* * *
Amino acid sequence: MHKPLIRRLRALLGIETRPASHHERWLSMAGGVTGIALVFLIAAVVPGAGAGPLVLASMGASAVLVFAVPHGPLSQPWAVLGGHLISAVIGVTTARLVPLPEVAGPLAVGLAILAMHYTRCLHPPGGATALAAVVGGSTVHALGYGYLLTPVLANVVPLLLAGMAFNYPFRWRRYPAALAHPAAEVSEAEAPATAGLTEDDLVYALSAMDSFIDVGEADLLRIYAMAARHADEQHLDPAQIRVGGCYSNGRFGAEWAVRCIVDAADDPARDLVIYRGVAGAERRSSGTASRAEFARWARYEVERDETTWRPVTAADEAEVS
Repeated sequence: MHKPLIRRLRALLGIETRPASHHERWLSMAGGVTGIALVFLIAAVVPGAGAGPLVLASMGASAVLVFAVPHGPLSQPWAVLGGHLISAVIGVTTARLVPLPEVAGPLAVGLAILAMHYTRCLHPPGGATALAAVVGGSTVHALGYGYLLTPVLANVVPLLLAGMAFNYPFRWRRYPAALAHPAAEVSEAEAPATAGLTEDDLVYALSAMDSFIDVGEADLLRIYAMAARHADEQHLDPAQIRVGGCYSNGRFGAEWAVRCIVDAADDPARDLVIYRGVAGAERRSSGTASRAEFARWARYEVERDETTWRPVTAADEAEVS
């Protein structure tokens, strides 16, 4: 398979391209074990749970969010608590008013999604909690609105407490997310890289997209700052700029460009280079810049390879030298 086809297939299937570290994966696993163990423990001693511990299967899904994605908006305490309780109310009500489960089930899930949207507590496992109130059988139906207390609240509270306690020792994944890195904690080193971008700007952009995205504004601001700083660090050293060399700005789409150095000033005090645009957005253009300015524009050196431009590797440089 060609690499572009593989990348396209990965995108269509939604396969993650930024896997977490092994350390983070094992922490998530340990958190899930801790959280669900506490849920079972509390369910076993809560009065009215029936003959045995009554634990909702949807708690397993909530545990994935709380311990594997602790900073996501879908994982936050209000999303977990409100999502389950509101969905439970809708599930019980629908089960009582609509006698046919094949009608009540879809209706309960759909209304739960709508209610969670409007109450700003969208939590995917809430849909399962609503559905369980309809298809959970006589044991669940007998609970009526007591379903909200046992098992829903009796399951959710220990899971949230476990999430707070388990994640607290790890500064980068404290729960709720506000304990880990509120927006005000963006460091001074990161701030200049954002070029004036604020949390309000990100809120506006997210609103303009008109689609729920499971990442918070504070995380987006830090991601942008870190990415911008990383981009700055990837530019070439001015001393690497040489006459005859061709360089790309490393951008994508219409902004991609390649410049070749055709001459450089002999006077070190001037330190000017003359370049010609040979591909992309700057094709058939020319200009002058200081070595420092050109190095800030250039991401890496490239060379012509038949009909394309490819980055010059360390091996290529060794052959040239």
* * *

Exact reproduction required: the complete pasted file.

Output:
Amino acid sequence: MHKPLIRRLRALLGIETRPASHHERWLSMAGGVTGIALVFLIAAVVPGAGAGPLVLASMGASAVLVFAVPHGPLSQPWAVLGGHLISAVIGVTTARLVPLPEVAGPLAVGLAILAMHYTRCLHPPGGATALAAVVGGSTVHALGYGYLLTPVLANVVPLLLAGMAFNYPFRWRRYPAALAHPAAEVSEAEAPATAGLTEDDLVYALSAMDSFIDVGEADLLRIYAMAARHADEQHLDPAQIRVGGCYSNGRFGAEWAVRCIVDAADDPARDLVIYRGVAGAERRSSGTASRAEFARWARYEVERDETTWRPVTAADEAEVS
Repeated sequence: MHKPLIRRLRALLGIETRPASHHERWLSMAGGVTGIALVFLIAAVVPGAGAGPLVLASMGASAVLVFAVPHGPLSQPWAVLGGHLISAVIGVTTARLVPLPEVAGPLAVGLAILAMHYTRCLHPPGGATALAAVVGGSTVHALGYGYLLTPVLANVVPLLLAGMAFNYPFRWRRYPAALAHPAAEVSEAEAPATAGLTEDDLVYALSAMDSFIDVGEADLLRIYAMAARHADEQHLDPAQIRVGGCYSNGRFGAEWAVRCIVDAADDPARDLVIYRGVAGAERRSSGTASRAEFARWARYEVERDETTWRPVTAADEAEVS
């Protein structure tokens, strides 16, 4: 398979391209074990749970969010608590008013999604909690609105407490997310890289997209700052700029460009280079810049390879030298 086809297939299937570290994966696993163990423990001693511990299967899904994605908006305490309780109310009500489960089930899930949207507590496992109130059988139906207390609240509270306690020792994944890195904690080193971008700007952009995205504004601001700083660090050293060399700005789409150095000033005090645009957005253009300015524009050196431009590797440089 060609690499572009593989990348396209990965995108269509939604396969993650930024896997977490092994350390983070094992922490998530340990958190899930801790959280669900506490849920079972509390369910076993809560009065009215029936003959045995009554634990909702949807708690397993909530545990994935709380311990594997602790900073996501879908994982936050209000999303977990409100999502389950509101969905439970809708599930019980629908089960009582609509006698046919094949009608009540879809209706309960759909209304739960709508209610969670409007109450700003969208939590995917809430849909399962609503559905369980309809298809959970006589044991669940007998609970009526007591379903909200046992098992829903009796399951959710220990899971949230476990999430707070388990994640607290790890500064980068404290729960709720506000304990880990509120927006005000963006460091001074990161701030200049954002070029004036604020949390309000990100809120506006997210609103303009008109689609729920499971990442918070504070995380987006830090991601942008870190990415911008990383981009700055990837530019070439001015001393690497040489006459005859061709360089790309490393951008994508219409902004991609390649410049070749055709001459450089002999006077070190001037330190000017003359370049010609040979591909992309700057094709058939020319200009002058200081070595420092050109190095800030250039991401890496490239060379012509038949009909394309490819980055010059360390091996290529060794052959040239």